1. It’s cool to remind people what stories you sold last year right about now. All the stories I sold last year were, weirdly enough, about Harpes and their heads. Ha.
–“Sarah Clark” at Eurynome
–“Zilpha Murrell and the Third Harpe’s Head” at Beyond Borderlands
2. It’s not weird to send your stories back to markets you’ve already had success with.
3. Some people incorporate. Somehow. I haven’t read up too much about that.
4. I should probably be going to conventions. Well, I know nothing about conventions. So… yeah… I don’t know how that’s going to go.
But, as the Red-Headed Kid once so famously said, “I’m going to have to use self-promotion to promote myself.” So, I’m going to have to learn some of this stuff. Even if it makes me nervous.
On the other hand, reading through everything, I have apparently been doing everything wrong and I’ve had fun and gotten some things published. So, fucking up’s consequences–at least in this case–aren’t that dire.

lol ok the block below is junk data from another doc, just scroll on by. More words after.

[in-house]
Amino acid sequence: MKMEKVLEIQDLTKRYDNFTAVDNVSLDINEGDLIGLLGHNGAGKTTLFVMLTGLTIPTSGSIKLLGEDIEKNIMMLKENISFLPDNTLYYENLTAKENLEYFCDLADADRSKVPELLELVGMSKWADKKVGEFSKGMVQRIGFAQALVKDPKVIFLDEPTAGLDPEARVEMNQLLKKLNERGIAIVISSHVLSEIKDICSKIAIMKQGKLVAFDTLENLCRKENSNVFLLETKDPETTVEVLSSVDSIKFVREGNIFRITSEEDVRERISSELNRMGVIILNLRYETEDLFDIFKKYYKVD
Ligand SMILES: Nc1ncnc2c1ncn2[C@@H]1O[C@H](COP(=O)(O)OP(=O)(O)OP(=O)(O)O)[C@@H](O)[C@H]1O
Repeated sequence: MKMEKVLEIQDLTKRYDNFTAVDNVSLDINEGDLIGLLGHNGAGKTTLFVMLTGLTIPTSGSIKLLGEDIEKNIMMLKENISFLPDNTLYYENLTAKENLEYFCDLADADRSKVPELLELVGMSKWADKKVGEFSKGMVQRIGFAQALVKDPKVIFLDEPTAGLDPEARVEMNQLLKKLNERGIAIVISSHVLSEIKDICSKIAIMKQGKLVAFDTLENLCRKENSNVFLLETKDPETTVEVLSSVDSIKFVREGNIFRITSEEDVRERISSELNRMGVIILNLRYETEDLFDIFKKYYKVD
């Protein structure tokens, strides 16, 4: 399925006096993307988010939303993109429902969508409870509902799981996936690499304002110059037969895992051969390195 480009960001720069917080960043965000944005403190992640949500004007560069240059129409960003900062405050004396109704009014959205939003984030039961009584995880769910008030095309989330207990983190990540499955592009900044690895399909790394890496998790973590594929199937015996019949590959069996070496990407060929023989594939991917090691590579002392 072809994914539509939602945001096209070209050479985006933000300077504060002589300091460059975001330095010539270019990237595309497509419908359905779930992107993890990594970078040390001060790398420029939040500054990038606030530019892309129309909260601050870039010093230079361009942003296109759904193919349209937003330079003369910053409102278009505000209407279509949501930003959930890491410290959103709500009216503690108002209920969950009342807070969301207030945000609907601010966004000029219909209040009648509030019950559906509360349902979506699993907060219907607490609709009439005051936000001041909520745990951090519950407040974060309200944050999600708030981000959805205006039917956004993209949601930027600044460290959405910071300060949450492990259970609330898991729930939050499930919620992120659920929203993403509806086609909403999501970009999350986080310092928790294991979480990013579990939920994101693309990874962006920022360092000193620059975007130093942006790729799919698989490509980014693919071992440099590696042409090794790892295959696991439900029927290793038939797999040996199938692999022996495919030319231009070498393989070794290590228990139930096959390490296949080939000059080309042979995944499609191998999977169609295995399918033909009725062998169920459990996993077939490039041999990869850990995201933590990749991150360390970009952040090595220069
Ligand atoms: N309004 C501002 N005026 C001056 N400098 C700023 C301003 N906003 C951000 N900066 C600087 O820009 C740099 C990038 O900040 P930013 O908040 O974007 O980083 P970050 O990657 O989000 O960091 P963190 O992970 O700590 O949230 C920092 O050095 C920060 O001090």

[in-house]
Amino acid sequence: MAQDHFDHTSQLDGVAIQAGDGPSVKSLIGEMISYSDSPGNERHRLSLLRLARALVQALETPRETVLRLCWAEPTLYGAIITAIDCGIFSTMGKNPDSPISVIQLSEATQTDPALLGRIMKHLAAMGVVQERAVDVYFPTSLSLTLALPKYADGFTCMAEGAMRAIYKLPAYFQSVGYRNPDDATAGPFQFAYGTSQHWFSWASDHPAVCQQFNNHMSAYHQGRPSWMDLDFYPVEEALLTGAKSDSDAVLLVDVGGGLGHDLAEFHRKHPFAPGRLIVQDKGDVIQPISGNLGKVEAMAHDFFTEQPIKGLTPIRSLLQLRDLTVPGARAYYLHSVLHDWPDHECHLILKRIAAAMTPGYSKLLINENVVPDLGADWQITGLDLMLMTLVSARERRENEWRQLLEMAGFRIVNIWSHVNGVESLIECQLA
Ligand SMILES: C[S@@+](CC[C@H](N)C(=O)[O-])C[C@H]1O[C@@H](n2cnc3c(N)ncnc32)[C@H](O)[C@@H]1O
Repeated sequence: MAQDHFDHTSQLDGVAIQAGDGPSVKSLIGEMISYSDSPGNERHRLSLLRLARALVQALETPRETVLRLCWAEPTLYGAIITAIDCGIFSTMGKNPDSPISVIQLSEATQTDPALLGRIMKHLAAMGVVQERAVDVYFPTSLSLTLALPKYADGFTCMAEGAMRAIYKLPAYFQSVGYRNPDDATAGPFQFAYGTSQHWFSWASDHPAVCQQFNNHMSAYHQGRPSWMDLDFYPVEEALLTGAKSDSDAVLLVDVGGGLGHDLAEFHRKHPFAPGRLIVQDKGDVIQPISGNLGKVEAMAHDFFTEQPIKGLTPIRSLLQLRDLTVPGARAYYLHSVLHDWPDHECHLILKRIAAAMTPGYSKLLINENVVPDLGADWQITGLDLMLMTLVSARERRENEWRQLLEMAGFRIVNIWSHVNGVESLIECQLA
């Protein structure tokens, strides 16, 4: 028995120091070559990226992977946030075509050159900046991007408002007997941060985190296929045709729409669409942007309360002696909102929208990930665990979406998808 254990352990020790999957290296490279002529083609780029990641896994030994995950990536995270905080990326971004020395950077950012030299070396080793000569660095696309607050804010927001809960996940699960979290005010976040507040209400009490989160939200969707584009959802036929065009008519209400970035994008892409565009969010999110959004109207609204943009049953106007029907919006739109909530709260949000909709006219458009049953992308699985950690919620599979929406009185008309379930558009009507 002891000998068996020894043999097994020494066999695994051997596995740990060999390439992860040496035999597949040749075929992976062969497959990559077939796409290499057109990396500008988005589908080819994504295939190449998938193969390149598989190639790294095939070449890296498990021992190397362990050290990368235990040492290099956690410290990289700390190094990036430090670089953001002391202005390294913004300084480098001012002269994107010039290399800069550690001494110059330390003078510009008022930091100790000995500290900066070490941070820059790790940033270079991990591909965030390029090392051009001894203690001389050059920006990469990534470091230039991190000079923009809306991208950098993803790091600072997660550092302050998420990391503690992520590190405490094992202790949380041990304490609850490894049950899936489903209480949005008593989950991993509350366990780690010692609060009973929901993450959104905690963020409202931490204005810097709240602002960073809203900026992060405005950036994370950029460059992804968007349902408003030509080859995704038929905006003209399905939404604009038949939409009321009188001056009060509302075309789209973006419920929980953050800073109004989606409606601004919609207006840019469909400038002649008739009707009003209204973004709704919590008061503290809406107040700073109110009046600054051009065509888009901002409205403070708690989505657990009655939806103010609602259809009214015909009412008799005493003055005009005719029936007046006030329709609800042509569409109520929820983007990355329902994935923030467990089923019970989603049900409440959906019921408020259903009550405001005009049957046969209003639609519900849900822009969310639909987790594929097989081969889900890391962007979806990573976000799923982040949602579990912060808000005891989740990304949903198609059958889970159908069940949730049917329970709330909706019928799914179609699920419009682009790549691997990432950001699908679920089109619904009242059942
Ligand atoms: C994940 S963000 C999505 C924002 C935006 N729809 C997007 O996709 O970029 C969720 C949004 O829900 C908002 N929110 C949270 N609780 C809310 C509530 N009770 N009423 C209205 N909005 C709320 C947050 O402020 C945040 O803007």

The coyotes sang to us all the way home on our walk. It was freaking us both a little out because they seemed to slowly be getting closer, but one of us was not so freaked out that he didn’t run off to the neighbor’s yard, grab something, and then hide behind a tree to eat it while I panicked that he was about to be eaten himself by coyotes.
Now he’s moping because he didn’t get a treat at the end of his walk.
My argument that bad dogs don’t get treats and that whatever the hell he had from Bobby’s yard surely constituted one hell of a treat anyway have failed to convince him. After all, the treat drawer is right here, just begging to be opened.
Yes, we have a treat drawer for our dog. Yes, we are dumbasses.
Not as dumb as the dumbass who doesn’t open the drawer and eat all the treats while we’re gone, but still pretty dumb.
I’m a fool for this dog, though I am trying very hard to not show it right now, because he’s so bad.
Also, the coyotes sounded almost like geese. Like if a goose and a firetruck had a bunch of babies who all sang to each other just north of you. You can tell it’s cold when they’re down here out of the hills. Normally, they stay far above us and we hardly notice they’re here.